Teaching posts for 'sale' harms education

The selling of teaching jobs has many consequences for the education system.

The selling of teaching jobs has many consequences for the education system.

The role labour unions must play in the life of every employee can never be disavowed. Even if we think of teaching as an essential service, it is difficult to contemplate teachers not being unionised.

But the alleged sale of teacher posts by some members of teacher unions is shocking.

Ideally, effective teacher unions advise members on various matters, including professional development. Teachers in unions acquire an enhanced voice.
And big-voiced teacher unions can partner other advocates for change in the education transformation debate.

But there are still those who believe less unionised teachers will result in a better school system, and that teacher unions cannot solve any educational problems because they are the problem.

In the struggle for liberation in South Africa, the trade union movement played a vital role. Not only did teachers use their militancy to fight for a democratic education, they also sacrificed their lives for a free South Africa.

People view labour union actions by teachers with disdain. They don’t support teachers in “chalk-down” strikes. Rarely do teacher unions fight for pupils’ rights or lead social justice-inspired actions to improve conditions in schools.

The alleged selling of teaching jobs has been going on since as early as 2014. Improper manipulation of teacher appointments harms pupils’ learning and how school programmes are run.

With the many problems in education, this is unfortunate, considering the initiatives tried by many to heal a weak education system. Some members of the South African Democratic Teachers Union, South Africa’s largest teacher union, are implicated in the sale of teacher posts. This is a cause for concern, although some still argue that these are mere allegations that still need to be proved.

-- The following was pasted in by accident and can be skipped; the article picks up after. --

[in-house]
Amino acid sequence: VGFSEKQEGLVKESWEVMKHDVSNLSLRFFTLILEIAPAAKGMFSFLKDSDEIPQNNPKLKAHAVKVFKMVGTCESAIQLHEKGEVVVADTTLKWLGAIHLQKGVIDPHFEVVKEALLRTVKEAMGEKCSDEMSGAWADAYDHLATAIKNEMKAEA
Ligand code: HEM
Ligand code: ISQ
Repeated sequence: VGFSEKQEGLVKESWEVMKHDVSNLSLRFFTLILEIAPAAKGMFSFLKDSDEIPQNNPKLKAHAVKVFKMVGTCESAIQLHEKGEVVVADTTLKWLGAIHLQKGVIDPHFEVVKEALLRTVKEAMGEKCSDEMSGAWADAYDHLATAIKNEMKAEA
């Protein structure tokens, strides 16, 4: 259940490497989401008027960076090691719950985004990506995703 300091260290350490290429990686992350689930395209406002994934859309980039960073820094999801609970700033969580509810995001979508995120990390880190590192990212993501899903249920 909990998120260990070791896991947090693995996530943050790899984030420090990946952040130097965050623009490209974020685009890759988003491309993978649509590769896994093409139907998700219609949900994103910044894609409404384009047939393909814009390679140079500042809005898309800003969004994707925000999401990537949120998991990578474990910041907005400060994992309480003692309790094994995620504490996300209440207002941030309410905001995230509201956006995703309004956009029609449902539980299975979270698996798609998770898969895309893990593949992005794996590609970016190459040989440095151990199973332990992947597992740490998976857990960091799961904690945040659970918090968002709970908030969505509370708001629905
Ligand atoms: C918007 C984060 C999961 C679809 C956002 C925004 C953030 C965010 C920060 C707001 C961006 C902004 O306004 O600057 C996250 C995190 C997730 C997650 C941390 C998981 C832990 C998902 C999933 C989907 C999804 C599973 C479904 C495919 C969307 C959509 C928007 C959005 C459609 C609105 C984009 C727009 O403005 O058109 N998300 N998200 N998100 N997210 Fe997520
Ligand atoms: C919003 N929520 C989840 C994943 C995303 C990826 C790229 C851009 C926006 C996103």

Buying teacher posts is an injustice to not only fellow teachers but also to the pupils and their families. It short-changes those who still have faith in the education system, and there are many such families who pin all their hopes on a better education for their offspring. One cannot be certain that those who buy posts will be able to command their colleagues’ respect; it is also unfair to those who have worked hard with the hope of moving up the professional ladder in fair competition.

Adversarial relationships between school managers and union members do not build schools. If teaching posts are being sold, it needs to be condemned by all, including teachers. The history of teacher unionism in South Africa has shown how teachers could be a conduit of liberation and educational change. In fact, we desperately need strong teacher unions to fight for teachers’ rights as well as free quality education. 

Vuyisile Msila heads Unisa’s African Renaissance Studies institute. He writes here in his personal capacity

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